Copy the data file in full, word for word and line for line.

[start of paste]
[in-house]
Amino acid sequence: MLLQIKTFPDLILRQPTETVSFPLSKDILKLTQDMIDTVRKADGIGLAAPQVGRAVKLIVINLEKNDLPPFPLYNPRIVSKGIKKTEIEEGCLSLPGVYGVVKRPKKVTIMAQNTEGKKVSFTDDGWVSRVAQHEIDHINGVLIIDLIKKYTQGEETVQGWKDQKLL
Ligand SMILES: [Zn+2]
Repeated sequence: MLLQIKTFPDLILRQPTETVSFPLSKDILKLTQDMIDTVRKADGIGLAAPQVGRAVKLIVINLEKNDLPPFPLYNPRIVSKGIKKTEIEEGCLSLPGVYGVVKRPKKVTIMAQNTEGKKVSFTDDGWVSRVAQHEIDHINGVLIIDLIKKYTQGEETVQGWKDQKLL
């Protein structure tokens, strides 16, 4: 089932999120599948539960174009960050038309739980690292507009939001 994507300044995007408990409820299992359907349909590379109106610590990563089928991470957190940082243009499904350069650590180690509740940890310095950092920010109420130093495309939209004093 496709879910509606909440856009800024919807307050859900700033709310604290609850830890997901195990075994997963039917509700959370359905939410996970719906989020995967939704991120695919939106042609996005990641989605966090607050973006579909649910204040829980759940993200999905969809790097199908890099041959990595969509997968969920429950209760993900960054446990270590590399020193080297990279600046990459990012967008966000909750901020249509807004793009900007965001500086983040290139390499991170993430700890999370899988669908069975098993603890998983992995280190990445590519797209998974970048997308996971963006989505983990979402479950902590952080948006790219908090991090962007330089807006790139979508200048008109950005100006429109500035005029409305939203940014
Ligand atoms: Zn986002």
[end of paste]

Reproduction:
[in-house]
Amino acid sequence: MLLQIKTFPDLILRQPTETVSFPLSKDILKLTQDMIDTVRKADGIGLAAPQVGRAVKLIVINLEKNDLPPFPLYNPRIVSKGIKKTEIEEGCLSLPGVYGVVKRPKKVTIMAQNTEGKKVSFTDDGWVSRVAQHEIDHINGVLIIDLIKKYTQGEETVQGWKDQKLL
Ligand SMILES: [Zn+2]
Repeated sequence: MLLQIKTFPDLILRQPTETVSFPLSKDILKLTQDMIDTVRKADGIGLAAPQVGRAVKLIVINLEKNDLPPFPLYNPRIVSKGIKKTEIEEGCLSLPGVYGVVKRPKKVTIMAQNTEGKKVSFTDDGWVSRVAQHEIDHINGVLIIDLIKKYTQGEETVQGWKDQKLL
């Protein structure tokens, strides 16, 4: 089932999120599948539960174009960050038309739980690292507009939001 994507300044995007408990409820299992359907349909590379109106610590990563089928991470957190940082243009499904350069650590180690509740940890310095950092920010109420130093495309939209004093 496709879910509606909440856009800024919807307050859900700033709310604290609850830890997901195990075994997963039917509700959370359905939410996970719906989020995967939704991120695919939106042609996005990641989605966090607050973006579909649910204040829980759940993200999905969809790097199908890099041959990595969509997968969920429950209760993900960054446990270590590399020193080297990279600046990459990012967008966000909750901020249509807004793009900007965001500086983040290139390499991170993430700890999370899988669908069975098993603890998983992995280190990445590519797209998974970048997308996971963006989505983990979402479950902590952080948006790219908090991090962007330089807006790139979508200048008109950005100006429109500035005029409305939203940014
Ligand atoms: Zn986002």